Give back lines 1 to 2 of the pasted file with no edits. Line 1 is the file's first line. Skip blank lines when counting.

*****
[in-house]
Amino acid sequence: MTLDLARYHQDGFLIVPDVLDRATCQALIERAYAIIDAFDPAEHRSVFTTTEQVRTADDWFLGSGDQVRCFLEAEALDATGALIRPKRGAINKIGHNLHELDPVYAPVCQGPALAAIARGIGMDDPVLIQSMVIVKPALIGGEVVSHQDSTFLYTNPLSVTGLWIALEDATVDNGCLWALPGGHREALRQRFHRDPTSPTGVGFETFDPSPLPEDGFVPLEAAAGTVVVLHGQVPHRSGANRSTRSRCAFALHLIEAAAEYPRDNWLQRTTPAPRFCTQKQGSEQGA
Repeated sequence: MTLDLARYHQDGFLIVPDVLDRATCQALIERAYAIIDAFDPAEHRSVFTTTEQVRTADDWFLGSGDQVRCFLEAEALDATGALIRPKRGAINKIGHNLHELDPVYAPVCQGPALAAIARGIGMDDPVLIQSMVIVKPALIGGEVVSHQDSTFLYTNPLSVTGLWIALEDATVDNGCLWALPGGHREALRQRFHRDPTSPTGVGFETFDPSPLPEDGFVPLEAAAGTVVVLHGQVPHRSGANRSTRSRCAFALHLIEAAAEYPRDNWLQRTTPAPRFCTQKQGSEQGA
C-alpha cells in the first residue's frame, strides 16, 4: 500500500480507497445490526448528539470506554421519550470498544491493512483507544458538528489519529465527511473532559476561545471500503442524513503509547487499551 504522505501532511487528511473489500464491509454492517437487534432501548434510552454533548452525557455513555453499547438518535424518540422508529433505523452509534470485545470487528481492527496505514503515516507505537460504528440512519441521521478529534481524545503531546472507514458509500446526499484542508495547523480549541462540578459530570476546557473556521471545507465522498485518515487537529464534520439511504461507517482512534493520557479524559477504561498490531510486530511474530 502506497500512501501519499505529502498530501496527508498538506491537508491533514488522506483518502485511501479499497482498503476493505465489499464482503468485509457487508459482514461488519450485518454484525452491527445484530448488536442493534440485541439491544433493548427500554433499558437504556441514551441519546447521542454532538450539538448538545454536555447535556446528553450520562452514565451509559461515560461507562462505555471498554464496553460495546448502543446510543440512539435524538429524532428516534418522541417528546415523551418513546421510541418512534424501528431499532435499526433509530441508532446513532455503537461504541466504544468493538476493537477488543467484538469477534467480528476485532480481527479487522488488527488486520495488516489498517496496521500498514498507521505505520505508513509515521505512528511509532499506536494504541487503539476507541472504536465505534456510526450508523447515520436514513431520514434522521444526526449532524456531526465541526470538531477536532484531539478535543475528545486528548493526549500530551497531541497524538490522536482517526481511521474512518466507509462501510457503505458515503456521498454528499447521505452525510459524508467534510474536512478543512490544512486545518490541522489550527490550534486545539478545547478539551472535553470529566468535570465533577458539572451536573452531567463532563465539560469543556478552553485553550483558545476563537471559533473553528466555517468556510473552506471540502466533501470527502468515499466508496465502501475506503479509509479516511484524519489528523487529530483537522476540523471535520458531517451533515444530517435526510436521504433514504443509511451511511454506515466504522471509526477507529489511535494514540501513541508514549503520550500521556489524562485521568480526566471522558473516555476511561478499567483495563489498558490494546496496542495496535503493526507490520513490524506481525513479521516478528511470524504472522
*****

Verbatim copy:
[in-house]
Amino acid sequence: MTLDLARYHQDGFLIVPDVLDRATCQALIERAYAIIDAFDPAEHRSVFTTTEQVRTADDWFLGSGDQVRCFLEAEALDATGALIRPKRGAINKIGHNLHELDPVYAPVCQGPALAAIARGIGMDDPVLIQSMVIVKPALIGGEVVSHQDSTFLYTNPLSVTGLWIALEDATVDNGCLWALPGGHREALRQRFHRDPTSPTGVGFETFDPSPLPEDGFVPLEAAAGTVVVLHGQVPHRSGANRSTRSRCAFALHLIEAAAEYPRDNWLQRTTPAPRFCTQKQGSEQGA